If you’ve been on campus in the past couple of months, you likely noticed the flurry of activity happening in the mailroom in the University Center. Ben Brown Plaza has become a work zone with saw tables, trucks, and wood planks. And construction workers are passing in and out of the University Center, where the sound of electric tools can be heard within. For students at Samford, convenient access to mail is a given. Every student has his or her own mailbox. But with more convenient and efficient mediums of communication such as e-mail, this perk can often be overlooked… Until you don’t have it that is. Sooner or later, every student is grateful for that mailbox. Because even now mail still serves an important function.
Today, having a mailbox is a simple convenience easily taken for granted, but this wasn’t the way for our students before. There was a time when mail was a hassle for students, back on the East Lake campus. On January 23, 1942, a Howard Crimson headline read:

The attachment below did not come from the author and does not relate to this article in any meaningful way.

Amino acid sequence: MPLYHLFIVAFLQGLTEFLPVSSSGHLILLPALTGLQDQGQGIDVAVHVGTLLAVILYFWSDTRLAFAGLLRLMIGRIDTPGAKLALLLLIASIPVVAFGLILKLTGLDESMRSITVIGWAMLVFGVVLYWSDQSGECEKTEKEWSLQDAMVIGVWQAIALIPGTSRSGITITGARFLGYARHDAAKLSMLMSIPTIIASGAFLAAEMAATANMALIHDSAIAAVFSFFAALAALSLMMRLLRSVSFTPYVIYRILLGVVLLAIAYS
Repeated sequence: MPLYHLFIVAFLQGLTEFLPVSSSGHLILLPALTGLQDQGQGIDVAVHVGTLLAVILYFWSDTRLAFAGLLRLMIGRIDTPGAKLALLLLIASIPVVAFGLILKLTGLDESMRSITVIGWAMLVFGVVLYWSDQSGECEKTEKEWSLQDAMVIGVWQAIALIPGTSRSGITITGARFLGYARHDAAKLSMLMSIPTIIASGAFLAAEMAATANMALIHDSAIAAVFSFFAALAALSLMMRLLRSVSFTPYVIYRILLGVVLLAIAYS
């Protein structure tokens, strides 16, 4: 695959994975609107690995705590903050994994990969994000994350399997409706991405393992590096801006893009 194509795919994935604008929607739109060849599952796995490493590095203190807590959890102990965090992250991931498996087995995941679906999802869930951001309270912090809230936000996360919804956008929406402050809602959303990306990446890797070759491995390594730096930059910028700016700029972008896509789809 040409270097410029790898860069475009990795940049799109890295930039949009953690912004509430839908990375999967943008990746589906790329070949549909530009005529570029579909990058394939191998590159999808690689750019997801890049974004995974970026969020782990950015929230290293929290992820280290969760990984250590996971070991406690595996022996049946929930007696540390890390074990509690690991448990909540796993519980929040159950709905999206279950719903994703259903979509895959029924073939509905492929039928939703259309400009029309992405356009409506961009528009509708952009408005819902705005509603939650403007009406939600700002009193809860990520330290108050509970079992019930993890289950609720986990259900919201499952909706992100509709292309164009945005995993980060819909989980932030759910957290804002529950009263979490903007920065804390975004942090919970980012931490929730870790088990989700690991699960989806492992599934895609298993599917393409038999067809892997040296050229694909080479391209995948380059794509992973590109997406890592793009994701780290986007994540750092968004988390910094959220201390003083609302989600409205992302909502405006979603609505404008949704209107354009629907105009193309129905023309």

“Howard Gets Mail Boxes.”
A Central Post Office with private metal boxes for students and faculty members will be established in the “vine covered shack” next semester.
The metal boxes were presented to the school by the Alpha Phi Omega, service fraternity, in an effort to relieve the congestion and eliminate disorder under the present mail delivery system.
Under the present set-up mail can be obtained only at certain hours but with the new postal facilities students who pay a fee of twenty-five cents for a box may obtain their mail at any hour of the day.
Maybe it’s hard for us to understand the excitement this news could have held for students then. Imagine reading a Samford Crimson headline such as: “Samford Gets Wi-Fi Across Campus.” It gives one perspective. So be grateful for all the ways that Samford keeps its students connected with the community at large, even with a well kept, up-to-date mailroom.